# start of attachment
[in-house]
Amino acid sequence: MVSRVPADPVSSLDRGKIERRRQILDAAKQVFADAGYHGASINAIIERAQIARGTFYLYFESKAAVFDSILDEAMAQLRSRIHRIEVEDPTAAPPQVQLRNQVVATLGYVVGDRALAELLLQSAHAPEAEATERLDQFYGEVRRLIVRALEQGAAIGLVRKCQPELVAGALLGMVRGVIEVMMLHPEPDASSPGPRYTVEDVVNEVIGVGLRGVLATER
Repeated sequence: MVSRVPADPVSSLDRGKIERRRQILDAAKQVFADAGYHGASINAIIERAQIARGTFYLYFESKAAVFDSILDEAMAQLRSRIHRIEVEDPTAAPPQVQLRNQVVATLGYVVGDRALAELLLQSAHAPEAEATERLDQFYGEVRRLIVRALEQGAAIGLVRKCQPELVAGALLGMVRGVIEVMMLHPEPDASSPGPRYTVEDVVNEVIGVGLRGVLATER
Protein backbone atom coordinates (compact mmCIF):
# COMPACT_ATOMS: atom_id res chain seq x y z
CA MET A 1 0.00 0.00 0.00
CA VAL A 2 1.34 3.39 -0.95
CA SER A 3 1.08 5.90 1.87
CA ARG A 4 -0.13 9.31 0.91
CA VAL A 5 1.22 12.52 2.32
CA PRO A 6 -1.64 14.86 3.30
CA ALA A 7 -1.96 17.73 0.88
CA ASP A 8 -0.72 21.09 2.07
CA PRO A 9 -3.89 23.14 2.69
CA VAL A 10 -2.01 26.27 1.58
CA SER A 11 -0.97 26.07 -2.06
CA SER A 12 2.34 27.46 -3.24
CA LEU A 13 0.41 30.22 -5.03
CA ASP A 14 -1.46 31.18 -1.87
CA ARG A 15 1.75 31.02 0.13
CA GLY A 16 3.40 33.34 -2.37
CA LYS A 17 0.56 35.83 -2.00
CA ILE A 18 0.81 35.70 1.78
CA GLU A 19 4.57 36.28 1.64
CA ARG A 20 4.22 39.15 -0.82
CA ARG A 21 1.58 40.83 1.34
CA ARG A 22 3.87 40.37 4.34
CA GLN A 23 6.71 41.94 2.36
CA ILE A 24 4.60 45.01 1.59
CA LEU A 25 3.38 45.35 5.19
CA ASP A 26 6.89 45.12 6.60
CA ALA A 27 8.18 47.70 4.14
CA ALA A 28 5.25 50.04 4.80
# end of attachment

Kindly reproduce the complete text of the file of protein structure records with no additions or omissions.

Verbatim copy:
[in-house]
Amino acid sequence: MVSRVPADPVSSLDRGKIERRRQILDAAKQVFADAGYHGASINAIIERAQIARGTFYLYFESKAAVFDSILDEAMAQLRSRIHRIEVEDPTAAPPQVQLRNQVVATLGYVVGDRALAELLLQSAHAPEAEATERLDQFYGEVRRLIVRALEQGAAIGLVRKCQPELVAGALLGMVRGVIEVMMLHPEPDASSPGPRYTVEDVVNEVIGVGLRGVLATER
Repeated sequence: MVSRVPADPVSSLDRGKIERRRQILDAAKQVFADAGYHGASINAIIERAQIARGTFYLYFESKAAVFDSILDEAMAQLRSRIHRIEVEDPTAAPPQVQLRNQVVATLGYVVGDRALAELLLQSAHAPEAEATERLDQFYGEVRRLIVRALEQGAAIGLVRKCQPELVAGALLGMVRGVIEVMMLHPEPDASSPGPRYTVEDVVNEVIGVGLRGVLATER
Protein backbone atom coordinates (compact mmCIF):
# COMPACT_ATOMS: atom_id res chain seq x y z
CA MET A 1 0.00 0.00 0.00
CA VAL A 2 1.34 3.39 -0.95
CA SER A 3 1.08 5.90 1.87
CA ARG A 4 -0.13 9.31 0.91
CA VAL A 5 1.22 12.52 2.32
CA PRO A 6 -1.64 14.86 3.30
CA ALA A 7 -1.96 17.73 0.88
CA ASP A 8 -0.72 21.09 2.07
CA PRO A 9 -3.89 23.14 2.69
CA VAL A 10 -2.01 26.27 1.58
CA SER A 11 -0.97 26.07 -2.06
CA SER A 12 2.34 27.46 -3.24
CA LEU A 13 0.41 30.22 -5.03
CA ASP A 14 -1.46 31.18 -1.87
CA ARG A 15 1.75 31.02 0.13
CA GLY A 16 3.40 33.34 -2.37
CA LYS A 17 0.56 35.83 -2.00
CA ILE A 18 0.81 35.70 1.78
CA GLU A 19 4.57 36.28 1.64
CA ARG A 20 4.22 39.15 -0.82
CA ARG A 21 1.58 40.83 1.34
CA ARG A 22 3.87 40.37 4.34
CA GLN A 23 6.71 41.94 2.36
CA ILE A 24 4.60 45.01 1.59
CA LEU A 25 3.38 45.35 5.19
CA ASP A 26 6.89 45.12 6.60
CA ALA A 27 8.18 47.70 4.14
CA ALA A 28 5.25 50.04 4.80